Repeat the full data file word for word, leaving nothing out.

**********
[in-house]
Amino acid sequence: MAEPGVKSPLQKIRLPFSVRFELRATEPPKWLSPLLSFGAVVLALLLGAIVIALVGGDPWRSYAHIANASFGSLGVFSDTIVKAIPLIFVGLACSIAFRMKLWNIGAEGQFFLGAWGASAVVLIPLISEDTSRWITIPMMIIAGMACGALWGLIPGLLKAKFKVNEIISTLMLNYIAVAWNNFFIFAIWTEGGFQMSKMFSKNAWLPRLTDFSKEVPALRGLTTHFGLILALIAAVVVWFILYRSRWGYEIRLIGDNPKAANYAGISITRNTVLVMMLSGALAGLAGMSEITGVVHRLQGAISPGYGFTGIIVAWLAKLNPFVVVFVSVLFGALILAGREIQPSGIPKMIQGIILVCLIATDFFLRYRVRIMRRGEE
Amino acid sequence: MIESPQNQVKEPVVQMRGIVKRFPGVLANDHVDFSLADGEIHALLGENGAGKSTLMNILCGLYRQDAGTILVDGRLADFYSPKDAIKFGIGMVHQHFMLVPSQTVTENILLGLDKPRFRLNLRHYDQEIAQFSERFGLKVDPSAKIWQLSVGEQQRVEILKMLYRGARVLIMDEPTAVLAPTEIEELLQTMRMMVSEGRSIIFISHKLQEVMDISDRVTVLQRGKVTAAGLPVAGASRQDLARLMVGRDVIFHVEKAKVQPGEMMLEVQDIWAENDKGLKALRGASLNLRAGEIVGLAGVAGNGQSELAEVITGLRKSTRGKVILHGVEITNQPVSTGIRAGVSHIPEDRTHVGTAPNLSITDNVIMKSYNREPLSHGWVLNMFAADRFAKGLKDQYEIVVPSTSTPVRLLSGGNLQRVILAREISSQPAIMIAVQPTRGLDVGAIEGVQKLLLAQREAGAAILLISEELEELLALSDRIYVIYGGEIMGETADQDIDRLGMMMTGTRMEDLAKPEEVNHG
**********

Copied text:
[in-house]
Amino acid sequence: MAEPGVKSPLQKIRLPFSVRFELRATEPPKWLSPLLSFGAVVLALLLGAIVIALVGGDPWRSYAHIANASFGSLGVFSDTIVKAIPLIFVGLACSIAFRMKLWNIGAEGQFFLGAWGASAVVLIPLISEDTSRWITIPMMIIAGMACGALWGLIPGLLKAKFKVNEIISTLMLNYIAVAWNNFFIFAIWTEGGFQMSKMFSKNAWLPRLTDFSKEVPALRGLTTHFGLILALIAAVVVWFILYRSRWGYEIRLIGDNPKAANYAGISITRNTVLVMMLSGALAGLAGMSEITGVVHRLQGAISPGYGFTGIIVAWLAKLNPFVVVFVSVLFGALILAGREIQPSGIPKMIQGIILVCLIATDFFLRYRVRIMRRGEE
Amino acid sequence: MIESPQNQVKEPVVQMRGIVKRFPGVLANDHVDFSLADGEIHALLGENGAGKSTLMNILCGLYRQDAGTILVDGRLADFYSPKDAIKFGIGMVHQHFMLVPSQTVTENILLGLDKPRFRLNLRHYDQEIAQFSERFGLKVDPSAKIWQLSVGEQQRVEILKMLYRGARVLIMDEPTAVLAPTEIEELLQTMRMMVSEGRSIIFISHKLQEVMDISDRVTVLQRGKVTAAGLPVAGASRQDLARLMVGRDVIFHVEKAKVQPGEMMLEVQDIWAENDKGLKALRGASLNLRAGEIVGLAGVAGNGQSELAEVITGLRKSTRGKVILHGVEITNQPVSTGIRAGVSHIPEDRTHVGTAPNLSITDNVIMKSYNREPLSHGWVLNMFAADRFAKGLKDQYEIVVPSTSTPVRLLSGGNLQRVILAREISSQPAIMIAVQPTRGLDVGAIEGVQKLLLAQREAGAAILLISEELEELLALSDRIYVIYGGEIMGETADQDIDRLGMMMTGTRMEDLAKPEEVNHG